Moses started to lay out God’s plan for worship in the new land. No longer would people worship wherever and whenever they wanted, but instead, they would need to go to the place of worship chosen by God, a place chosen by god and set aside for that purpose:
Deuteronomy 12:13–14, 17–18 Be careful not to sacrifice your burnt offerings just anywhere you like. You may do so only at the place the Lord will choose within one of your tribal territories. There you must offer your burnt offerings and do everything I command you.
17–18But you may not eat your offerings in your hometown—neither the tithe of your grain and new wine and olive oil, nor the firstborn of your flocks and herds, nor any offering to fulfill a vow, nor your voluntary offerings, nor your sacred offerings. You must eat these in the presence of the Lord your God at the place he will choose.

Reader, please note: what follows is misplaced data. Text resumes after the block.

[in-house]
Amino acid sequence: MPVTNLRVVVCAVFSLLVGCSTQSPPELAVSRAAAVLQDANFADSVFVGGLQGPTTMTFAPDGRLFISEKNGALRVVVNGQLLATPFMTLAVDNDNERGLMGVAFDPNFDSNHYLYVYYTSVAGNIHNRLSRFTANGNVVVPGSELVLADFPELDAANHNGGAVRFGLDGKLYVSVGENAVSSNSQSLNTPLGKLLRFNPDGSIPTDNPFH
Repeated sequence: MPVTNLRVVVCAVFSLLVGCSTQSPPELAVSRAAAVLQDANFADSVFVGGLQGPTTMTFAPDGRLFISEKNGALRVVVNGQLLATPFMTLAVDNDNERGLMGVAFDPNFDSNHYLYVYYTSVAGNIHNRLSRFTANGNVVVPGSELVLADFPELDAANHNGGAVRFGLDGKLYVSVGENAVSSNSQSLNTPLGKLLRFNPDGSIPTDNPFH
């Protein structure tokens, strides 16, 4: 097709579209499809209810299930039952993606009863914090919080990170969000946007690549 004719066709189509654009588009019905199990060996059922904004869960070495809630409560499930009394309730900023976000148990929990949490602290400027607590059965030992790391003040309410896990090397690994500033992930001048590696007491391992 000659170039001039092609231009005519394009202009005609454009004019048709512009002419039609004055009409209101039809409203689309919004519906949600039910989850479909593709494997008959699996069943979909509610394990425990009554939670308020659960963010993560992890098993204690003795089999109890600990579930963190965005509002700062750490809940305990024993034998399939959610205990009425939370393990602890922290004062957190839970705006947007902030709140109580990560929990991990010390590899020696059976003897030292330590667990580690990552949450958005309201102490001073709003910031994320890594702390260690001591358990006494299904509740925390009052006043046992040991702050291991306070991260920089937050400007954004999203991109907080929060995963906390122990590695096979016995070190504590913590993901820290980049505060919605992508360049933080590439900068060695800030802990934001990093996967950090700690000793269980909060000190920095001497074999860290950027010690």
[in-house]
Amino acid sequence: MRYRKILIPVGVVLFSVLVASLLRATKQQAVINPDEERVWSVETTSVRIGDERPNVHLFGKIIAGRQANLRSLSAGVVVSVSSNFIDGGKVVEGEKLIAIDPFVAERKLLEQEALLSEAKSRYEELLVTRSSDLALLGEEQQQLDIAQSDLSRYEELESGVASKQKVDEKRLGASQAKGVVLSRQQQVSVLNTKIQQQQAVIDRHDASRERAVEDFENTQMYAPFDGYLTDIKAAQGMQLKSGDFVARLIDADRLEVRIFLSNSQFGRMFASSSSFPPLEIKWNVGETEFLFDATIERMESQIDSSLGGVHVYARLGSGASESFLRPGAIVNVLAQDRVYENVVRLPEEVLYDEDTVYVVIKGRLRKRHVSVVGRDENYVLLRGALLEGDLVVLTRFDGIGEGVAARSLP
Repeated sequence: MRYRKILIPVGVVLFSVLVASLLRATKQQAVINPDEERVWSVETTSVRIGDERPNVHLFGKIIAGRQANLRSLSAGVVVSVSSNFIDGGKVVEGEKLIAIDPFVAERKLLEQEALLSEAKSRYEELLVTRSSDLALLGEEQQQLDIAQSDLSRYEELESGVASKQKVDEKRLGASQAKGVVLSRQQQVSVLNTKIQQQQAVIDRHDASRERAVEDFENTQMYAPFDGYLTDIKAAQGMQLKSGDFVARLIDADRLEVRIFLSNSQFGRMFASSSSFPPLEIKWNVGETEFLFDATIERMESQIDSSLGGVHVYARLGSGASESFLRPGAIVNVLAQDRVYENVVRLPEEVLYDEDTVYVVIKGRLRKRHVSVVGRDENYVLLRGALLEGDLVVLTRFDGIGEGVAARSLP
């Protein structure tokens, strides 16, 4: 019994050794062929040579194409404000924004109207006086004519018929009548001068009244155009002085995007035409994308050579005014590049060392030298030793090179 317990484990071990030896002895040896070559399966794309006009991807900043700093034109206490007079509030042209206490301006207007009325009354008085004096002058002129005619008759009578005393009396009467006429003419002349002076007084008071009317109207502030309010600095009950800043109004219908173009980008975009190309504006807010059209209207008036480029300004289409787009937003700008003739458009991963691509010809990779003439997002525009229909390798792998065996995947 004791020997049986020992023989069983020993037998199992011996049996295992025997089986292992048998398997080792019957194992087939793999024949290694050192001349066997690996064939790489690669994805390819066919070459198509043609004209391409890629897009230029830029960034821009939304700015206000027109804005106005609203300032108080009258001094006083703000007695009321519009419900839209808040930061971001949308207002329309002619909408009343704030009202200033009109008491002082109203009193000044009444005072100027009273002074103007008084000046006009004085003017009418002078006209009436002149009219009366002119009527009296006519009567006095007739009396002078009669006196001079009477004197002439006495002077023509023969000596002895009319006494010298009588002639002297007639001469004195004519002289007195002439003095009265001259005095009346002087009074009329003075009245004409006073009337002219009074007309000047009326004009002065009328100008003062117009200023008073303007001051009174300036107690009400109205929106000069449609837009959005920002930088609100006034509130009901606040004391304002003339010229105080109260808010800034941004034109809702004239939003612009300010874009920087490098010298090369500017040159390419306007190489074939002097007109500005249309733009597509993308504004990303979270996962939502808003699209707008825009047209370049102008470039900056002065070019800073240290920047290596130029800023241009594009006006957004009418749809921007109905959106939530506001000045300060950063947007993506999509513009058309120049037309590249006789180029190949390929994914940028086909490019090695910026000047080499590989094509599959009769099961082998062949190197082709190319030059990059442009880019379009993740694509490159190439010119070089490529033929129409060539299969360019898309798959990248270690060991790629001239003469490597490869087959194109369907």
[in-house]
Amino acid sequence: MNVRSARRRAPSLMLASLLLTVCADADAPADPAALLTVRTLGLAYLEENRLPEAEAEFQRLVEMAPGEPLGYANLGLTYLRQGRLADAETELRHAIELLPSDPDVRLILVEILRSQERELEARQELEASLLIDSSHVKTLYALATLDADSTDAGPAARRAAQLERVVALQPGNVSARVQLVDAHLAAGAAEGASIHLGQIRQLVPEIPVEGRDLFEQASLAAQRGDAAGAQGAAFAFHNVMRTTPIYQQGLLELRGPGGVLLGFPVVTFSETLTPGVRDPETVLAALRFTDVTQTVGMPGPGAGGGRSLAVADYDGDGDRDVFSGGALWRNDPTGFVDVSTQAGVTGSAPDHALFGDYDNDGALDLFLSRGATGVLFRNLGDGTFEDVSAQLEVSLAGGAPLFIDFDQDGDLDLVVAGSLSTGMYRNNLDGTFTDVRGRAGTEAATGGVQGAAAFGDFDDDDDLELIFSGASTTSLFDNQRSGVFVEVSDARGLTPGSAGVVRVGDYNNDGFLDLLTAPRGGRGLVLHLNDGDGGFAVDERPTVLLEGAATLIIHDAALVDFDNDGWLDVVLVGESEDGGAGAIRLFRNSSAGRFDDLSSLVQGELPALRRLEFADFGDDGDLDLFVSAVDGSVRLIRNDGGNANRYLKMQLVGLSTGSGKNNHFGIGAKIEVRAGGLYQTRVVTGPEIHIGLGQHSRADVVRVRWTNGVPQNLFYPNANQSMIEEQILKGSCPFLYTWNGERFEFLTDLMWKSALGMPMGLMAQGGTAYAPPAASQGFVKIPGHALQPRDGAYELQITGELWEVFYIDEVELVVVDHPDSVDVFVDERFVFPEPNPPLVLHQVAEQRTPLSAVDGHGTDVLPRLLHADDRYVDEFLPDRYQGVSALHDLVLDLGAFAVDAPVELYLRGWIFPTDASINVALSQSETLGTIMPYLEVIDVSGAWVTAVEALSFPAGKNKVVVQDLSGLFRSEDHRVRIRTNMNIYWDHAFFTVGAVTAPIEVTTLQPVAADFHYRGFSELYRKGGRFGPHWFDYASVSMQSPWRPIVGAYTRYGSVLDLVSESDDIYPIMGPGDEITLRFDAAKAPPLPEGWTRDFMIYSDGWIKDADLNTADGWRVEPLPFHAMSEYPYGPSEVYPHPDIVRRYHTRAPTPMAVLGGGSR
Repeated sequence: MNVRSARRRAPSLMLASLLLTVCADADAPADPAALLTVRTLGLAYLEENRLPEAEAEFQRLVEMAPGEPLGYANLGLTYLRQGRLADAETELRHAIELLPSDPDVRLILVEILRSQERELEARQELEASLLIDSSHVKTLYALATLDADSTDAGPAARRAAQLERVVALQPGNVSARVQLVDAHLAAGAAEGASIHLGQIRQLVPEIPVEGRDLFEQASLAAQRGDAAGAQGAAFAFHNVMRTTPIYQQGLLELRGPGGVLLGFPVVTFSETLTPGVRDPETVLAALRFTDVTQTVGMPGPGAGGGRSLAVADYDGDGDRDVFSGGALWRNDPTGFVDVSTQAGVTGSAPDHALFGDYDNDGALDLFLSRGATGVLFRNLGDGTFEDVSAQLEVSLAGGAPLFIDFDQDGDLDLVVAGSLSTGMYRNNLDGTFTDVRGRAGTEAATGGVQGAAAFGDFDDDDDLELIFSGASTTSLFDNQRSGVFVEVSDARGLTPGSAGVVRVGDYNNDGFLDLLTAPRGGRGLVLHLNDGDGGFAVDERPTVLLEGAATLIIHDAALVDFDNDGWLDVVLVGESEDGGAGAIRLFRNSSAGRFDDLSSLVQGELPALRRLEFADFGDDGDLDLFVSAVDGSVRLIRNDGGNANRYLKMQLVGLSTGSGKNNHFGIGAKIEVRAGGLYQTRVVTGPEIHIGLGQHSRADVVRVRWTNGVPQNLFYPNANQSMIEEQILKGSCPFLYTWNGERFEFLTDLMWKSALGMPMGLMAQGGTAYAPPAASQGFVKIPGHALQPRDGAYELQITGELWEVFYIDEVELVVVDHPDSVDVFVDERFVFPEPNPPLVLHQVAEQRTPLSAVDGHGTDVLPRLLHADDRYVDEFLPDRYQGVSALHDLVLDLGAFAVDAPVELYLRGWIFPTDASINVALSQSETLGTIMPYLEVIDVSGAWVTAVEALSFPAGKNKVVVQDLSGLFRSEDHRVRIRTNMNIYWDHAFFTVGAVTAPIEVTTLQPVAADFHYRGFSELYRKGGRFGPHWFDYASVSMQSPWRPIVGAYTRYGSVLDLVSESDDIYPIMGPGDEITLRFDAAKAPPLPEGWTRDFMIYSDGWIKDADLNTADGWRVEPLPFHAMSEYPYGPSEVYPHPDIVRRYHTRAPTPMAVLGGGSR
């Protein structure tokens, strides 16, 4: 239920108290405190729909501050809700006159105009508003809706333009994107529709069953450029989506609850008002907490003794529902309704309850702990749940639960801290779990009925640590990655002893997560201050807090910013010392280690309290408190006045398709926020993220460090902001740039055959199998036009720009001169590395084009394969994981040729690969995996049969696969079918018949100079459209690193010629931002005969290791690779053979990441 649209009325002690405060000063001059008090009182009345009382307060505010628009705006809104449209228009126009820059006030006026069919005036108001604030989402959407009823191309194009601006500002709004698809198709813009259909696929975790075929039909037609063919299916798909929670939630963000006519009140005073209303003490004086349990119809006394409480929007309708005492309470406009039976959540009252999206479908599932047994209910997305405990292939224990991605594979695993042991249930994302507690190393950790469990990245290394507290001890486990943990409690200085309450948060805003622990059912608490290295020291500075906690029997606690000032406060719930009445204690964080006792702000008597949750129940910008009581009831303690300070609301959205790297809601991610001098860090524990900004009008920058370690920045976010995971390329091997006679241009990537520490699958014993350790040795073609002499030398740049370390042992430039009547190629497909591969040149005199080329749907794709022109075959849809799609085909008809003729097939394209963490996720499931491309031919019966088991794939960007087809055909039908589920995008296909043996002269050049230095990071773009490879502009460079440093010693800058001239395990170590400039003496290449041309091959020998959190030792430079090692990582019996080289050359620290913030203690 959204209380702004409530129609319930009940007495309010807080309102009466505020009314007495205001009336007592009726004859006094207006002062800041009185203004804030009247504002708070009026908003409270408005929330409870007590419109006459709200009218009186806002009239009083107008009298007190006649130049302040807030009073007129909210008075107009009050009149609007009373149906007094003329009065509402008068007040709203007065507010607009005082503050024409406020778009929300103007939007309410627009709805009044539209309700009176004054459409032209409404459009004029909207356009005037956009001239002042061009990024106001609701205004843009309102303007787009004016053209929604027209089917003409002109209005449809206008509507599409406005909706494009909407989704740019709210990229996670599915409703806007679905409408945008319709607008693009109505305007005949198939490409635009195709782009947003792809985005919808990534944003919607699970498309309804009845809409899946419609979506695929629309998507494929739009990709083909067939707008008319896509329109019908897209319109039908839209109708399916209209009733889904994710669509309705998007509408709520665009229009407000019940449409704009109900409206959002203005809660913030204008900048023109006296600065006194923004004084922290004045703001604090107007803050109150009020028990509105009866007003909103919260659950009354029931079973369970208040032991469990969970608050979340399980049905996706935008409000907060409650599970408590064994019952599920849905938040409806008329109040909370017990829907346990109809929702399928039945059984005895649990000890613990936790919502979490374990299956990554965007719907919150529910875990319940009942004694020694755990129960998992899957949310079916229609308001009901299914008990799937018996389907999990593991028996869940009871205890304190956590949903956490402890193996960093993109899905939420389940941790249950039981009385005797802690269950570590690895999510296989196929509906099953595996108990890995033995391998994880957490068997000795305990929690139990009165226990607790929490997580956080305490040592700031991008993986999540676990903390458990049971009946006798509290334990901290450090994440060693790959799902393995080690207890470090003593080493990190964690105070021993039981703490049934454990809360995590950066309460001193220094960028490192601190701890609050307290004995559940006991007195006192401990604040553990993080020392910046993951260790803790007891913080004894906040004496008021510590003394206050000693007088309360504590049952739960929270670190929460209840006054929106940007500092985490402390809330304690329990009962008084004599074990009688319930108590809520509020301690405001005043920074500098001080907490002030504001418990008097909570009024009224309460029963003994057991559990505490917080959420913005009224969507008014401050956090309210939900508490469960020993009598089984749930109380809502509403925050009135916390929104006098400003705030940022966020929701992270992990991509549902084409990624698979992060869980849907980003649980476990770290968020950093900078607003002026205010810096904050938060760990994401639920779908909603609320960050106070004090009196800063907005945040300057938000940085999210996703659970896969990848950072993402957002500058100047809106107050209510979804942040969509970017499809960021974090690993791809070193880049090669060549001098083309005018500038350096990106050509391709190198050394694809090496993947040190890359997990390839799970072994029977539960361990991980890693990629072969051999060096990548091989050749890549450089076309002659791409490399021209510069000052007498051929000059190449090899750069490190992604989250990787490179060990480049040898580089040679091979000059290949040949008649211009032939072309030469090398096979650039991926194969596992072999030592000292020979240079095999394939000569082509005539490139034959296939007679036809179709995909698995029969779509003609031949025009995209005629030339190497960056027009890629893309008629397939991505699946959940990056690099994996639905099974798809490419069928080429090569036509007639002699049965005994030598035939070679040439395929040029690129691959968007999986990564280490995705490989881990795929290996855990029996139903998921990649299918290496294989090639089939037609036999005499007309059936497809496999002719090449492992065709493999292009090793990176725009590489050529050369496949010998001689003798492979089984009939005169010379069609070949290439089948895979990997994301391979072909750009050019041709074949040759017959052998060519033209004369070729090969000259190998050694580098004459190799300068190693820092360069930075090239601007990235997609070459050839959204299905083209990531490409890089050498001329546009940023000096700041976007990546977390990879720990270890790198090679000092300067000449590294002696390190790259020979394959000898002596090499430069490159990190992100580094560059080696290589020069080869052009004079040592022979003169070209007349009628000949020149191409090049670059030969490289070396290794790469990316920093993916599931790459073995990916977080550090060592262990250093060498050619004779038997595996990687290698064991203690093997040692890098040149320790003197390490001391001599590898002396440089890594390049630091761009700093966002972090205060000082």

But they could slaughter animals and eat the meat anywhere if it wasn’t part of the worship:
Deuteronomy 12:15,20 But you may butcher your animals and eat their meat in any town whenever you want. … 20 “When the Lord your God expands your territory as he has promised, and you have the urge to eat meat, you may freely eat meat whenever you want.
The point here was that the Israelites were not to copy the people they were displacing: they were to destroy any trace of the old Gods and associated religious practices, and they certainly weren’t to ask about how these other gods should be worshipped or even think about worshipping on the ‘high places’. Instead, the way to worship the one true God was clearly prescribed, and the general eating of meat was well separated from the religious act of sacrificing animals and feasting.